Celebrating the success of a human-centered approach to supporting emerging scientists

Graduate school admissions, NSF Graduate Research Fellowship awards, and American Astronomical Society honors mark a banner year for UCSC's Lamat Institute

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Miguel Montalvo Hernandez (Lamat 2020) was one of the 11 undergraduate students receiving a Chambliss Award at the 241st American Astronomical Society meeting in Seattle, January 2023. Two other Lamat alumna Rewa Clark Bush (Lamat 2021 & 2022) and Jay Baptista (Lamat 2022) were among 34 students who received honorable mentions for their poster presentations, out of the hundreds of student presenters.

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Lamat mentor and advisory board member Rosa Everson is inspired by the program’s community-building aspect and ability to help students navigate higher education’s hidden systems.

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In a remarkable journey fueled by natural curiosity, keen insight, ambition, and determination, Miguel Montalvo Hernandez, a first-generation college student from El Salvador, set his sights on a future in the sciences. In 2020, as a student at Diablo Community College seeking to gain invaluable undergraduate research experience, he applied—and was accepted —to UC Santa Cruz's Lamat Institute. Today, Montalvo Hernandez stands proudly as a UC Berkeley alumnus, having obtained a degree in engineering physics. His journey continues this fall as he embarks on a new chapter at Princeton University, where he will pursue a Ph.D. in astrophysics.

When reflecting upon his achievements, Montalvo Hernandez attributes the resources and support he received from UCSC’s Lamat Institute as being pivotal in helping him achieve his goals.

“Lamat helps students from nontraditional backgrounds, historically marginalized communities, and community colleges, to get the research experience and resources that we need for getting into a graduate program in astrophysics.” he said. "This is really important since historically the field has been mainly male and white-dominated—as reflected by the current demographics of university professors across the country and Nobel Prize winners."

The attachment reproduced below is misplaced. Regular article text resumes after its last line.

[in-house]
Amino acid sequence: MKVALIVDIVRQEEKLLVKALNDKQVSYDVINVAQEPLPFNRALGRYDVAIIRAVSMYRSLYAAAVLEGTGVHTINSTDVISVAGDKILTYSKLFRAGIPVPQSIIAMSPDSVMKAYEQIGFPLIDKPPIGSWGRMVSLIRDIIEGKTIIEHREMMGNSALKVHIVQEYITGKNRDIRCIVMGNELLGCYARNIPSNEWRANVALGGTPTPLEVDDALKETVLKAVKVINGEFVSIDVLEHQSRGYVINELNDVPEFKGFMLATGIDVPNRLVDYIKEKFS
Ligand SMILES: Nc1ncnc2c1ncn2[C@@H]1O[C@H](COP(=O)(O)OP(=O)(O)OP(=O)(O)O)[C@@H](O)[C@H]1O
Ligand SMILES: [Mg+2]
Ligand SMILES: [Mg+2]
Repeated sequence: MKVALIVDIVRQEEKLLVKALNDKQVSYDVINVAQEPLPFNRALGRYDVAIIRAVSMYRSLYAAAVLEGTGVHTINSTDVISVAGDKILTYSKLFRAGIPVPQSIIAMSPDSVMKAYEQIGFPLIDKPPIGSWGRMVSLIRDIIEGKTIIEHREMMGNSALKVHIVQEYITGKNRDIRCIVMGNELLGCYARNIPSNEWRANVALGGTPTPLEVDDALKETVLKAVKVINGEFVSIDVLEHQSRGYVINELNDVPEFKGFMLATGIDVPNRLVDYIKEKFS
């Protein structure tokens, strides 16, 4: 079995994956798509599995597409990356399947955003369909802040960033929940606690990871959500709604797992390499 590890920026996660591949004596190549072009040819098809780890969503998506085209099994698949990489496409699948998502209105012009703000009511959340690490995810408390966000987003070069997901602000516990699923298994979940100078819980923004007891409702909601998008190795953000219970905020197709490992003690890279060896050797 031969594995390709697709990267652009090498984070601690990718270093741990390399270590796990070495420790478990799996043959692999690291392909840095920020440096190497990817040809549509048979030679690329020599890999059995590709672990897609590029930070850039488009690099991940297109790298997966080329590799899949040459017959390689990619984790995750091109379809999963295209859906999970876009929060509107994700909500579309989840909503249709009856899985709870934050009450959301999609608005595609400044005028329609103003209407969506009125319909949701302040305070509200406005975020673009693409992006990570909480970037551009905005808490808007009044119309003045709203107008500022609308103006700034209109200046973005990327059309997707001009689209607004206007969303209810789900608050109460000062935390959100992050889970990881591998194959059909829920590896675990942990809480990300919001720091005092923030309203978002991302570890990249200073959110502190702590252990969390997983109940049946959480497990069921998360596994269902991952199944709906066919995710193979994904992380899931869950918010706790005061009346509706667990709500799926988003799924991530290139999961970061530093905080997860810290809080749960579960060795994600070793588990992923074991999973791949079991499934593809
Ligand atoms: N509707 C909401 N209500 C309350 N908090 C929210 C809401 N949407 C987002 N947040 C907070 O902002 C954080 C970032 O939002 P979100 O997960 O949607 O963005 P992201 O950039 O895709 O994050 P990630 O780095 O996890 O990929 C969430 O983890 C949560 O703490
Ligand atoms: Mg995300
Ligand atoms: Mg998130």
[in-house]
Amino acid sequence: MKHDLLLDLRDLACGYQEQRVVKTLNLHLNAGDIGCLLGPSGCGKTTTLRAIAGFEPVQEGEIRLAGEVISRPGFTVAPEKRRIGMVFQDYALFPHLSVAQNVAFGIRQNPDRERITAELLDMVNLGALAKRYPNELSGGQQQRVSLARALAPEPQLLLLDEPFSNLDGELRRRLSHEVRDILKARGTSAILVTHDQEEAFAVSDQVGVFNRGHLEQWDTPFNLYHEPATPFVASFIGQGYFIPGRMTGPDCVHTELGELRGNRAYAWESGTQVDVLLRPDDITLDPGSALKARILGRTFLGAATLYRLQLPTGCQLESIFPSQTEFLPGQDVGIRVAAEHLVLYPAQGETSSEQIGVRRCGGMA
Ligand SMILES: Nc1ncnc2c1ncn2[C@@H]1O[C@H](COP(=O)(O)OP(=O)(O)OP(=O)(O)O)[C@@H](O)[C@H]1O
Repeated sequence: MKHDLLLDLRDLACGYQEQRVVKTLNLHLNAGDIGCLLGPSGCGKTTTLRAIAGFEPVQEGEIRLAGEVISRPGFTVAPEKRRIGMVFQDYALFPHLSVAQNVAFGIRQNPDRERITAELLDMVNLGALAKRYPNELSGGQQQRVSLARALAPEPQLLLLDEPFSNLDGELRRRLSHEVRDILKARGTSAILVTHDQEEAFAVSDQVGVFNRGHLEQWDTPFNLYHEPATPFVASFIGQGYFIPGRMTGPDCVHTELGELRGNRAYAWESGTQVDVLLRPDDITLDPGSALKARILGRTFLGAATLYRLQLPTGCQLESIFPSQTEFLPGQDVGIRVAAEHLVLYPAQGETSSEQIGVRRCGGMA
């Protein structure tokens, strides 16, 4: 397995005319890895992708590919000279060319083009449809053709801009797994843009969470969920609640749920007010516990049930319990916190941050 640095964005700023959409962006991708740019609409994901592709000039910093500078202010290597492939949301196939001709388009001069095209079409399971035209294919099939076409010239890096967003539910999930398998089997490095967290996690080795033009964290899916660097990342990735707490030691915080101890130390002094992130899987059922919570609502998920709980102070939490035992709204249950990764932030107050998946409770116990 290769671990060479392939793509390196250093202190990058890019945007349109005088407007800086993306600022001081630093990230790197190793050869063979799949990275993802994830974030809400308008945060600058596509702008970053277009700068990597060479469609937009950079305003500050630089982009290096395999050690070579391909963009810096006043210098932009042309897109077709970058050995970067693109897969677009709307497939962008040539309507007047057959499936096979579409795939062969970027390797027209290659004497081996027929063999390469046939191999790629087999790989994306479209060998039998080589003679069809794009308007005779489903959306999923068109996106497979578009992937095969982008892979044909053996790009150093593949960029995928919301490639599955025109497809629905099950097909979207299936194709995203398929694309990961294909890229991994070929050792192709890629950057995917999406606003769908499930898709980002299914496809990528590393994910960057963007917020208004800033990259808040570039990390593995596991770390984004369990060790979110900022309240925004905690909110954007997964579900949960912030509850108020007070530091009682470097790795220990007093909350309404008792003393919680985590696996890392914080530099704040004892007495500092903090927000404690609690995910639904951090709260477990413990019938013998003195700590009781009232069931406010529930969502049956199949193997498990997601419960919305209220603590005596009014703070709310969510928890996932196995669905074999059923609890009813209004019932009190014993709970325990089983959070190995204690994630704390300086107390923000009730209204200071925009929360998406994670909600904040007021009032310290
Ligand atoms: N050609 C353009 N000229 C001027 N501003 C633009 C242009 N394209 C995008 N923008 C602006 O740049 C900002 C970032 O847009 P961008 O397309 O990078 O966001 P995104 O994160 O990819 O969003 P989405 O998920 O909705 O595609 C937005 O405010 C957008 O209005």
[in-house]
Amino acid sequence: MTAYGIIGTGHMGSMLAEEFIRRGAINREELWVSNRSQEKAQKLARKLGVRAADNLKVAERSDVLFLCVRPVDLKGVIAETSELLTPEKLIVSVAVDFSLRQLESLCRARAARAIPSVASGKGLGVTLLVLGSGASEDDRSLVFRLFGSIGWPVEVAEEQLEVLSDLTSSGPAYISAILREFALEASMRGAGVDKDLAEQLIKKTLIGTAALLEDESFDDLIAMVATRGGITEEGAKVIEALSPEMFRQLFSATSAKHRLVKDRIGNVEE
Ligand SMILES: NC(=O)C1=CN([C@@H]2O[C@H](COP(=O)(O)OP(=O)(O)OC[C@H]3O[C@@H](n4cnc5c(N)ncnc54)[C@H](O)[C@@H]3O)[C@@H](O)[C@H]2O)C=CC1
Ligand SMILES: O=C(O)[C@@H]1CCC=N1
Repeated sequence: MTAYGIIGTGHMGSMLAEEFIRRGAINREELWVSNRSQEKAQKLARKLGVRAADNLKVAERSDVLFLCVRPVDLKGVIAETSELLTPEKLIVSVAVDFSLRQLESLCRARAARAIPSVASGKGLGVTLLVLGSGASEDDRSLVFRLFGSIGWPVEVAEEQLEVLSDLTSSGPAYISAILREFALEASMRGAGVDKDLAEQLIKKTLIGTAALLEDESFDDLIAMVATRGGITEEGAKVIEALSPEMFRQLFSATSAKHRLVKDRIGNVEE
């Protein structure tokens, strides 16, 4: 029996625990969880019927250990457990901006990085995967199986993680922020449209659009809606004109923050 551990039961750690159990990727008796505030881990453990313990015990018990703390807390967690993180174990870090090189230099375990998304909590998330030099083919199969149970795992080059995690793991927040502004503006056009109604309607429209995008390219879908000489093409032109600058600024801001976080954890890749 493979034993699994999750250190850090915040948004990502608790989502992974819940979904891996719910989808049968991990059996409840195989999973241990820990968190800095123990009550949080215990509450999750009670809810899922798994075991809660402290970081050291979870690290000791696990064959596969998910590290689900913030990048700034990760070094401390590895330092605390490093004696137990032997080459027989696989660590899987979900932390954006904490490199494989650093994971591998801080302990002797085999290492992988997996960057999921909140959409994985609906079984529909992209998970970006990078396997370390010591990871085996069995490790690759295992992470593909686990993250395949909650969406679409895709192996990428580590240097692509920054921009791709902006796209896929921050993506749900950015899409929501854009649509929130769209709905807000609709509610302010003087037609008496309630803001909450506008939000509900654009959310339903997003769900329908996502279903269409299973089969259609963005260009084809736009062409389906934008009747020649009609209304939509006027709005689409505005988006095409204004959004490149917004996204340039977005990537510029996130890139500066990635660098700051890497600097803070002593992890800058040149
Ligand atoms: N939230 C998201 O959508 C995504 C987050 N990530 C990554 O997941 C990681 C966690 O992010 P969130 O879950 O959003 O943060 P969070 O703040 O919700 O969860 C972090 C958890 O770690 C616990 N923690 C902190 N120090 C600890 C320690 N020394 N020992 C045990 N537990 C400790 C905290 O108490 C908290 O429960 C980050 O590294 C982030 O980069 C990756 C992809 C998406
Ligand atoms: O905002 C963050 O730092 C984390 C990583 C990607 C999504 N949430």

Celebrating Accomplishments

Lamat, which means star in the Mayan language, supports community college students and other undergraduate students seeking research opportunities on their path toward graduate school in STEM. 

Lamat provides opportunities for early career scientists to engage in novel research and creates healthy spaces for scientific inquiry for students by focusing on effective mentoring, which can instill a sense of belonging, mitigate the impacts of negative organizational climates, and aid in performance and retention. Lamat’s comprehensive mentoring training empowers mentors and mentees to co-develop a transformative learning space that prepares and inspires mentees for graduate study. 

Lamat increases participants’ competitiveness for graduate programs and prepares them for the STEM workforce more broadly by providing intensive research instruction through summer internships, a winter computational boot camp, academic counseling and mentoring, astronomy science workshops, and social justice discussions. The support system extends beyond the summer program—once students are part of it, Lamat continues supporting them through graduate school and beyond. 

The program is celebrating an impressive year.